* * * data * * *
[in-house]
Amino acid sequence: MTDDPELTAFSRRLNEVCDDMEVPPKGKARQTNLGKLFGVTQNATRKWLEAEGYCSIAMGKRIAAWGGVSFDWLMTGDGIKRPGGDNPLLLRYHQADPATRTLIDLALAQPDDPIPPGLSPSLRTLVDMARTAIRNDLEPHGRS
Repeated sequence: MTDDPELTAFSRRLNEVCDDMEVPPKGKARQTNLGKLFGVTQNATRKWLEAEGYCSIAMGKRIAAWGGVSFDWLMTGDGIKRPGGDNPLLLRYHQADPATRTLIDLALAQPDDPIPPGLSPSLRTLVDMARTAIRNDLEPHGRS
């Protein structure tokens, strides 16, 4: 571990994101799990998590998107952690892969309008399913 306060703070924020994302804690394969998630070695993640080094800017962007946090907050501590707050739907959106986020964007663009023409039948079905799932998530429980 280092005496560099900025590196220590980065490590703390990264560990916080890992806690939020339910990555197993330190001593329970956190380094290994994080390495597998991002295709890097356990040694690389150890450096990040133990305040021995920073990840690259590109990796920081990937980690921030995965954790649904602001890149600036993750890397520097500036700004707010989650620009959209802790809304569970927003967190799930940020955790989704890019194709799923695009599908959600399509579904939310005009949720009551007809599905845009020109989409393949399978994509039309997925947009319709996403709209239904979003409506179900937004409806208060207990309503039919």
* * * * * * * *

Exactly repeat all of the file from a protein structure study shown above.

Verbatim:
[in-house]
Amino acid sequence: MTDDPELTAFSRRLNEVCDDMEVPPKGKARQTNLGKLFGVTQNATRKWLEAEGYCSIAMGKRIAAWGGVSFDWLMTGDGIKRPGGDNPLLLRYHQADPATRTLIDLALAQPDDPIPPGLSPSLRTLVDMARTAIRNDLEPHGRS
Repeated sequence: MTDDPELTAFSRRLNEVCDDMEVPPKGKARQTNLGKLFGVTQNATRKWLEAEGYCSIAMGKRIAAWGGVSFDWLMTGDGIKRPGGDNPLLLRYHQADPATRTLIDLALAQPDDPIPPGLSPSLRTLVDMARTAIRNDLEPHGRS
């Protein structure tokens, strides 16, 4: 571990994101799990998590998107952690892969309008399913 306060703070924020994302804690394969998630070695993640080094800017962007946090907050501590707050739907959106986020964007663009023409039948079905799932998530429980 280092005496560099900025590196220590980065490590703390990264560990916080890992806690939020339910990555197993330190001593329970956190380094290994994080390495597998991002295709890097356990040694690389150890450096990040133990305040021995920073990840690259590109990796920081990937980690921030995965954790649904602001890149600036993750890397520097500036700004707010989650620009959209802790809304569970927003967190799930940020955790989704890019194709799923695009599908959600399509579904939310005009949720009551007809599905845009020109989409393949399978994509039309997925947009319709996403709209239904979003409506179900937004409806208060207990309503039919």